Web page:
Small Business in the Electrical Industry

It is unlikely for us to think about small business without thinking of the American Dream. Although we sometimes need to be reminded, we don’t have to look very far or long to realize that we live in the greatest country in the world. In 1931, James T. Adams defined the American Dream in these terms, “life should be better and richer and fuller for everyone, with opportunity for each according to ability or achievement regardless of social class or circumstances of birth.” Adams was spot on; I agree that it takes some degree of ability, but I would add a whole lot of achievement. Sweat equity.

According to Forbes, over 50% of the working population works in a small business, and since 1995, small businesses have generated over 65% of the net new jobs. Over half a million new businesses get started every month, but just as many businesses shut down as start up each month. Of the 28 million small businesses in the U.S., over 22 million are non-employer firms with no employees and an average income of $44,000.00 annually. 52% of all small businesses are home based. 2016 was a good year for small business that created 1.1 million new jobs and minority ownership increased by 38%. While statistics are helpful and good to know, I believe we shouldn’t make every decision based upon what everyone else is doing.

Success Is a Mental Battle

My great dad, like all parents, wanted his son to have a better life than he did. I will never forget him telling me, “son, a working man will never have much.” He had me working along with him in construction since I was 12 years old; if I wasn’t in school, I was usually swinging a hammer (showing my age, nail guns have been around for 50 years). I wish he was still around so I could tell him how his example of hard work, commitment to never quit, and his giving spirit taught me more than all the books I have read about success, leadership, and business.

I find it difficult to share my thoughts about small business without talking about success. No matter what your goals and dreams may be, too many people are eager to share their concerns for your well-being by telling all the hurts and failures of those that have attempted something and failed. I say, be kind to those poor souls but don’t live in their world. Wherever you find inspiration, go there as often as you can. Those that succeed are those that will not quit. Successful people do what unsuccessful people won’t.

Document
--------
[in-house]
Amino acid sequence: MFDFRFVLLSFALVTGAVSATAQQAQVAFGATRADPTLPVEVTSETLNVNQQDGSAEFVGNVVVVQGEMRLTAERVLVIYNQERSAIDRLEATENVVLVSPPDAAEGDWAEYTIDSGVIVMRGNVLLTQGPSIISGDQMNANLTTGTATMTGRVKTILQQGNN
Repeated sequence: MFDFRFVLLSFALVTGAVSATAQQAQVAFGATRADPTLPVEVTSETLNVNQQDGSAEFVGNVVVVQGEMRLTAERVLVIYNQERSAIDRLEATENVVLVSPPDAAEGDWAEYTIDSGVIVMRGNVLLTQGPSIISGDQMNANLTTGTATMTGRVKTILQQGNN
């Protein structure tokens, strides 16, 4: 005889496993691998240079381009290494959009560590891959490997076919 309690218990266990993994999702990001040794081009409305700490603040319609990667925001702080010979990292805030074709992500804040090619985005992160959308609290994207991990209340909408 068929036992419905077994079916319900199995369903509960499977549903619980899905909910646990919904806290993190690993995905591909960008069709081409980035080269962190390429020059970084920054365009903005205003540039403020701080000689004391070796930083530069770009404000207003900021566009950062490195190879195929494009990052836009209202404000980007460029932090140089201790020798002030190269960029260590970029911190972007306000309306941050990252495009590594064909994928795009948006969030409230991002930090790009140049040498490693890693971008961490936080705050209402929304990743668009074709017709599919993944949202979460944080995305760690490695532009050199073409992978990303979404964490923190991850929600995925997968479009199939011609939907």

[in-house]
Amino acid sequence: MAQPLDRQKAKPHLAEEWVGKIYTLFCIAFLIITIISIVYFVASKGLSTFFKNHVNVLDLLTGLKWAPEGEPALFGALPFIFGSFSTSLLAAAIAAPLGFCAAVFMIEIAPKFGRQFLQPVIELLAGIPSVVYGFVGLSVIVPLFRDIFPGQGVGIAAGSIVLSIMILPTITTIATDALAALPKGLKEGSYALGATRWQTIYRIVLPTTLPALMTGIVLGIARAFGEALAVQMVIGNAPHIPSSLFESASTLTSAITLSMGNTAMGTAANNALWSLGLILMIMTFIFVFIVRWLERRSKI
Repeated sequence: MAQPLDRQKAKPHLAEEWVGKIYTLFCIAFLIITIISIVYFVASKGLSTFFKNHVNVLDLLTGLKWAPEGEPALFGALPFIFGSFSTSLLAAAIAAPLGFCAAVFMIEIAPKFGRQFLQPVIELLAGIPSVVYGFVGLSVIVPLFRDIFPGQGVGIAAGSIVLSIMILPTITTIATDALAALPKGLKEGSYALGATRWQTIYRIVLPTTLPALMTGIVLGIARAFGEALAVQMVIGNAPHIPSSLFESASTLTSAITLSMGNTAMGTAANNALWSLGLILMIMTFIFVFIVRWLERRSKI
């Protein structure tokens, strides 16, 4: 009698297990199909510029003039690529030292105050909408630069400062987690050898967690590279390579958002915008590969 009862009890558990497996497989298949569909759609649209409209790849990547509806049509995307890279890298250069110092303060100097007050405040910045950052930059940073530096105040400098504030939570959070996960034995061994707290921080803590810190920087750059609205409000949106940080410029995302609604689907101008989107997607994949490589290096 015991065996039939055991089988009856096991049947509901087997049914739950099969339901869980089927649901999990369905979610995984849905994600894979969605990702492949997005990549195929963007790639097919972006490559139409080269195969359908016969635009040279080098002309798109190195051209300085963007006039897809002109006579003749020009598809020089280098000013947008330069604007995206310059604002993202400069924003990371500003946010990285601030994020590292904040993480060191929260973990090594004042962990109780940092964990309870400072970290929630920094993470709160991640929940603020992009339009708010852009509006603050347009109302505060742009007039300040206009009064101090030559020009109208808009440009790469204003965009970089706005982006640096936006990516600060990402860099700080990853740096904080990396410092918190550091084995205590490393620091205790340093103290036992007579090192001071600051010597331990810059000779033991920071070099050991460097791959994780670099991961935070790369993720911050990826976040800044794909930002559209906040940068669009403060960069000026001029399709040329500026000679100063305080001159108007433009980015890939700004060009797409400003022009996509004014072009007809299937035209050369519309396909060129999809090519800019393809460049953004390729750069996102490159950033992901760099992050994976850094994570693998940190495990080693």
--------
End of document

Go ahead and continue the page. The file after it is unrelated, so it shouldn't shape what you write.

Embrace Support

Every successful business person understands that they don’t know it all and that their success is in direct proportion to the degree in which they seek the advice of those that came before them. In our industry, there are many resources that are available to us but not one offers more than our association. Our Independent Electrical Contractors have influenced and improved our industry in every aspect; educating and training skilled electricians/systems technicians, safety in the workplace, a strong voice in government to preserve a fair competitive marketplace, a safe but sensible National Electrical Code, and more.

All of this is what draws the best people in our industry to join together, to lift each other up, to reach a higher place than we could ever achieve on our own.

Whether you are a brand new apprentice with a dream and desire to become the best electrician/systems technician or one of the top contractors in the nation with hundreds of employees, you can’t do it alone. IEC is, has been, and will continue to be the one place where you can find the people and resources to make your dreams come true.

Now hook up that tugger and let’s get this feeder pulled!

Bobby Tutor was IEC’s 2012 National President. In January 1993, Bobby founded Tutor Electrical Service, Inc., where he currently serves as President/CEO. He is a graduate of the IEC ForthWorth/Tarrant County Chapter Apprentice Program.